Naturally, Gävle figured in the discussions of where the new steelworks was to be located, but was regarded as unsuitable for several reasons. Instead, the choice fell on the nearly completely uninhabited area where Sandviken is now situated. The proximity to the mines, which could supply ore, and the forests, for coal deliveries, were two deciding factors for the location. Another significant aspect was the possibility of digging a canal and creating hydroelectric power. Consul Göran Fredrik made a relatively unusual statement for the time, namely, that the new plant was to be constructed for steam operation.
Good conditions for employees
The area on which the company was constructed (1862) was completely undeveloped apart from two buildings. One building was a farmhouse, which was bought by the company and later used as a school for the expanding community. The other building belonged to the railway company. It was also purchased and turned into the head office. This old building still exists today and is adjacent to the current head office, which was constructed in 1891.
Labor was now required. The small personnel in Högbo that was able to move to Sandviken was far from sufficient. It was also necessary to recruit workers from other mills. By offering favorable conditions for families, such as high wages and pleasant housing, it was possible to attract the most qualified labor. It was decided at the very beginning that all workers would have their own apartments with a room and a kitchen, as well as a separate entrance. Each family was also to have part of a garden for growing vegetables.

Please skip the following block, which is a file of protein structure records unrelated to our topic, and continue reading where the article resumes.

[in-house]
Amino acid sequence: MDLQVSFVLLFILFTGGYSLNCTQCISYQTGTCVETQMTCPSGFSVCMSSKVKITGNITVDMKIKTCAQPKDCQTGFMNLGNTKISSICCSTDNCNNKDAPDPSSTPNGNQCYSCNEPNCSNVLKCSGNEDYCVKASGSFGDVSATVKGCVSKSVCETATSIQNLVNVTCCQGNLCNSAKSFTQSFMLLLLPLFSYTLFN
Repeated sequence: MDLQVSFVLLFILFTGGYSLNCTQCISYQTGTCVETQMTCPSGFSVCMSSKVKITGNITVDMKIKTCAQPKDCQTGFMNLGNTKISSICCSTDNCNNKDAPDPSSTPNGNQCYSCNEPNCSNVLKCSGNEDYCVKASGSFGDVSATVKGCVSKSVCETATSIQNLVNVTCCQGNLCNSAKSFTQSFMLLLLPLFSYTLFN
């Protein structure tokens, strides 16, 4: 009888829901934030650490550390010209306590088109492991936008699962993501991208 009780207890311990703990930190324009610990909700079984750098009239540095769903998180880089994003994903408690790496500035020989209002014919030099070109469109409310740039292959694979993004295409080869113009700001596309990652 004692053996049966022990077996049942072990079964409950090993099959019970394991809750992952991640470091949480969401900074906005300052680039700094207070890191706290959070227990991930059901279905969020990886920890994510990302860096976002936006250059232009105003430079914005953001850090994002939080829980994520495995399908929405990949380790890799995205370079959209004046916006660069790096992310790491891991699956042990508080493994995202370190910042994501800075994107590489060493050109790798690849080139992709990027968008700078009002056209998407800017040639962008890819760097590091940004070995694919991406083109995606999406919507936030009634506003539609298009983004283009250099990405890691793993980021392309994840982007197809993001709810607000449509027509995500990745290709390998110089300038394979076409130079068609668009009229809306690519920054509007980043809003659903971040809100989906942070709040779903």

Consul Göransson's role in the emergence of this community can hardly be overestimated. As early as 1862, five buildings were constructed to house four families each. Three years later, 13 buildings had been completed. An inn was also built in the years that followed to receive the guests that started to visit. In the area of healthcare, a store of medical supplies was also established at the head office, where all employees and their families could receive free medicine. Firewood was also provided free of charge.
Extended social services
To create a living environment that was as pleasant as possible, avenues of trees were planted, with a different kind of tree in each street. The water supply was organized, with water pumps on selected street corners. Special buildings were constructed, one for each street, where families could wash their dirty clothes, bake crispbread and brew their own beverages.
Production increased at an even faster pace, as did the number of inhabitants in the new community. This, in turn, brought increasingly high demands to expand the social functions. It was no longer viable to transport sick and injured to Gävle, so a cottage hospital was established and, just after the turn of the century, a sanatorium was also added.